Friedrich August Kekulé von Stradonitz

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Friedrich August Kekule von Stradonitz (also August Kekulé) (7 September 1829 – 13 July 1896) was a German organic chemist. From the 1850s until his death, Kekule was one of the most prominent chemists in Europe, especially in theoretical chemistry. He was the principal founder of the theory of chemical structure.

Contents

Name

Kekulé never used his first given name; he was known throughout his life as August Kekulé. After he was ennobled by the Kaiser in 1895, he adopted the name August Kekule von Stradonitz, without the French acute accent over the second "e". The French accent had apparently been added to the name by Kekulé's father during the Napoleonic occupation of Hesse by France, in order to ensure that French speakers pronounced the 3rd syllable.

Early years

Kekulé was born in Darmstadt, the son of a civil servant. After graduating from secondary school, in 1847 he entered the University of Giessen, with the intention of studying architecture. After hearing the lectures of Justus von Liebig he decided to study chemistry. Following his education in Giessen, he took postdoctoral fellowships in Paris (1851–52), in Chur, Switzerland (1852–53), and in London (1853–55), where he was decisively influenced by Alexander Williamson.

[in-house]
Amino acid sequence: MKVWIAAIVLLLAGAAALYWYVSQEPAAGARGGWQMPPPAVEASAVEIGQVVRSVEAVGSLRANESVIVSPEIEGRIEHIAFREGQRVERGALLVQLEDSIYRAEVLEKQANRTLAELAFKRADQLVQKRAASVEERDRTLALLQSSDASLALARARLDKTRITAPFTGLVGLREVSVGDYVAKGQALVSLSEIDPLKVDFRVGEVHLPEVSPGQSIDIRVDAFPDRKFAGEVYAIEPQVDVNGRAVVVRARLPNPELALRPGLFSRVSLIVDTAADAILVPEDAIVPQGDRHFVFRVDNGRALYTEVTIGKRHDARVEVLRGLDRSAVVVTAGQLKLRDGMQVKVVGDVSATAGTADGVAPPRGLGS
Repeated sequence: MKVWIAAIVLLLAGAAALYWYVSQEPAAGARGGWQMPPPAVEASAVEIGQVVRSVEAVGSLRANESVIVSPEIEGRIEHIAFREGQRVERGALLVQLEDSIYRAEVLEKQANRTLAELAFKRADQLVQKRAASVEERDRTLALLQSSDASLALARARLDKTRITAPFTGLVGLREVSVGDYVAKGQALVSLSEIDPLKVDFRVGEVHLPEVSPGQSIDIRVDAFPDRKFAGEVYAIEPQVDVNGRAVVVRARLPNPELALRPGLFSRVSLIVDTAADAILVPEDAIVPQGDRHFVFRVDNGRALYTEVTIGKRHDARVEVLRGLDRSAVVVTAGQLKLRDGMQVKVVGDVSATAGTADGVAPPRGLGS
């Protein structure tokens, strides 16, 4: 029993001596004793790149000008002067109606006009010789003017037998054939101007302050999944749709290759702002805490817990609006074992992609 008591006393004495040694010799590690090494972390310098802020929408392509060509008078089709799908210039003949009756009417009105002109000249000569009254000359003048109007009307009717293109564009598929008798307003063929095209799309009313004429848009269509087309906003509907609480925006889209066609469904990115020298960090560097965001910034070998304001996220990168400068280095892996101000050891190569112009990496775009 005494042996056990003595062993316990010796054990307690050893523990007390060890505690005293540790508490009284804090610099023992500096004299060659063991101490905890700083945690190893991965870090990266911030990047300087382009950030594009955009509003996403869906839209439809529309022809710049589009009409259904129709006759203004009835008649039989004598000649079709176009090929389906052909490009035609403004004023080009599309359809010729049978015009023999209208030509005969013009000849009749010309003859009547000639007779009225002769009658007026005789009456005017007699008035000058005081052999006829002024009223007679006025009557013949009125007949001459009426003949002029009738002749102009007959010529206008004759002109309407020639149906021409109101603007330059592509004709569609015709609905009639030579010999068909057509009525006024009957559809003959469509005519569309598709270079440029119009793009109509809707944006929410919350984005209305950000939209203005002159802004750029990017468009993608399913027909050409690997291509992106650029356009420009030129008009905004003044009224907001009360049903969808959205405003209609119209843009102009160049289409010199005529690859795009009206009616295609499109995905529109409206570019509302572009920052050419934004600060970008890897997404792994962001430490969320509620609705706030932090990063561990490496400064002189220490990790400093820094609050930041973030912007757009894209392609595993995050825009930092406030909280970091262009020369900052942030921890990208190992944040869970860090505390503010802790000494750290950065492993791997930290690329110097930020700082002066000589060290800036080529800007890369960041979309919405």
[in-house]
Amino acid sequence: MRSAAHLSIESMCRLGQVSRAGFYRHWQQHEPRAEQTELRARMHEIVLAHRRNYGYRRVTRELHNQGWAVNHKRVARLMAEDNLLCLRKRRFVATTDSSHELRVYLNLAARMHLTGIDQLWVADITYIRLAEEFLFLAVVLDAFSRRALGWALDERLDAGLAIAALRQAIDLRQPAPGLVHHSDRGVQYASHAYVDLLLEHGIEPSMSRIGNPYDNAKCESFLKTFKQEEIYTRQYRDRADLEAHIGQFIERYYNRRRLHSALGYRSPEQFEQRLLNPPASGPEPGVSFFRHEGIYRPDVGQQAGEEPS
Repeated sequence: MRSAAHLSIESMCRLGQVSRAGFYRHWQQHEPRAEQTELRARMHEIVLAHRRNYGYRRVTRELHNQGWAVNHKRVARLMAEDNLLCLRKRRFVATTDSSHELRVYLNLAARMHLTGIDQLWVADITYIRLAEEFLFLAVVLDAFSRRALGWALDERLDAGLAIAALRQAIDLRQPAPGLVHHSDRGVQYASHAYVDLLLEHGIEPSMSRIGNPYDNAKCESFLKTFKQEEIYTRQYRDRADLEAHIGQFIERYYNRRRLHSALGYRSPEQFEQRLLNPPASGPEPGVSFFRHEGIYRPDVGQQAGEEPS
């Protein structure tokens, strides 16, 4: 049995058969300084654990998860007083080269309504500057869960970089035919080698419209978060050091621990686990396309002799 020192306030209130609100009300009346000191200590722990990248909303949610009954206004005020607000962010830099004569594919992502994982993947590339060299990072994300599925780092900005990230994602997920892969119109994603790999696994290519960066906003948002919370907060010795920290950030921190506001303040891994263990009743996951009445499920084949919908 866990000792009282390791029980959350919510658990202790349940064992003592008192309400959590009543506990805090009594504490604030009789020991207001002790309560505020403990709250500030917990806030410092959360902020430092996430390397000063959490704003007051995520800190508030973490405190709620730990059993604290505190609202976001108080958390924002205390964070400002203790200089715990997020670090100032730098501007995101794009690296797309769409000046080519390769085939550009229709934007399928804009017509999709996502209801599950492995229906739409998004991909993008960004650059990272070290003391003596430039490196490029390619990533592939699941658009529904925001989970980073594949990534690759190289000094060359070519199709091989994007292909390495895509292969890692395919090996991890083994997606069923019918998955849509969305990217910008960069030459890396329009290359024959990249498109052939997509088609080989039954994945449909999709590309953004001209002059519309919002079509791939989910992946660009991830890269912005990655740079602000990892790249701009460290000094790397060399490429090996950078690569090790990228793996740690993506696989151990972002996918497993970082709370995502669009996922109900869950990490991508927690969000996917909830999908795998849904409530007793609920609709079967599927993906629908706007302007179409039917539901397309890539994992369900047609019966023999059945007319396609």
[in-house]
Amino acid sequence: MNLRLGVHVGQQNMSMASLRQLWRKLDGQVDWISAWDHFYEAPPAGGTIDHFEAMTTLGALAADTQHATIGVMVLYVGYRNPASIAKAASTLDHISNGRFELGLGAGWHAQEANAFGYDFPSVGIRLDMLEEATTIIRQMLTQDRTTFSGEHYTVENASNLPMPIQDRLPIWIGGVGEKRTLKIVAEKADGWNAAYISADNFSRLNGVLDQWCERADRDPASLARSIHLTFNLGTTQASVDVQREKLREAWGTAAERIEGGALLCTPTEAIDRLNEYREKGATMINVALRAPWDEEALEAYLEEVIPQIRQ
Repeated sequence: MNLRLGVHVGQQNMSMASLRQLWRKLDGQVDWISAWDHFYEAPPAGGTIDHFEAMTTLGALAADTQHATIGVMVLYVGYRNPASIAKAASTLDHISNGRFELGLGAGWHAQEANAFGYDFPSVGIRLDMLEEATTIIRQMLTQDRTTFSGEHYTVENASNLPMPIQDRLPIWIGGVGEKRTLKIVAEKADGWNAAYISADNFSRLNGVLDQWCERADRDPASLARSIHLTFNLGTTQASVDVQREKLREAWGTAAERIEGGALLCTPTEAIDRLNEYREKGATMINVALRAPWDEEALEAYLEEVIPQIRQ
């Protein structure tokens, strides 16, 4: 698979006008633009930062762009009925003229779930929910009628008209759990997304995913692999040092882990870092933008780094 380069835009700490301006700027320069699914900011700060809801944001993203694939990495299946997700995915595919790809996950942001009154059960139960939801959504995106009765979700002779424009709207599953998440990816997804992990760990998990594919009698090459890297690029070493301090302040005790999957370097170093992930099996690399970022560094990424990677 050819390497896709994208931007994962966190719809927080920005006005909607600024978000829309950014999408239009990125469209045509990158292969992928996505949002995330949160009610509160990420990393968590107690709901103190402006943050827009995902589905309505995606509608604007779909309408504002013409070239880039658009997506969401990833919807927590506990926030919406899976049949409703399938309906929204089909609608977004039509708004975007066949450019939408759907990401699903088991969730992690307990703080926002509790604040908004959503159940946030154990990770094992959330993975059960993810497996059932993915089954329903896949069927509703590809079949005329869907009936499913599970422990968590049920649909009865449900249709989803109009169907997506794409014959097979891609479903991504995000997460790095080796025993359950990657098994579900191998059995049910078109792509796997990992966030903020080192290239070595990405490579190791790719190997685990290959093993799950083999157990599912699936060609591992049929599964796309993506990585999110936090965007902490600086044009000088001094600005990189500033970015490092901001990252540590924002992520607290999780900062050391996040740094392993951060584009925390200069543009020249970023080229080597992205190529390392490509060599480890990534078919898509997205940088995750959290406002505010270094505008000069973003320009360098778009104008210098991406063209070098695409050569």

Theory of chemical structure

In 1856 Kekulé became Privatdozent at the University of Heidelberg. In 1858 he was hired as full professor at the University of Ghent, then in 1867 was called to Bonn, where he remained for the rest of his career. Basing his ideas on those of predecessors such as Williamson, Edward Frankland, William Odling, Auguste Laurent, Charles Adolphe Wurtz and others, Kekulé was the principal formulator of the theory of chemical structure (1857–58). This theory proceeds from the idea of atomic valence, especially the tetravalence of carbon (which Kekulé announced late in 1857)[1] and the ability of carbon atoms to link to each other (announced in a paper published in May 1858),[2] to the determination of the bonding order of all of the atoms in a molecule. Archibald Scott Couper independently arrived at the idea of self-linking of carbon atoms (his paper appeared in June 1858),[3] and provided the first molecular formulas where lines symbolize bonds connecting the atoms.

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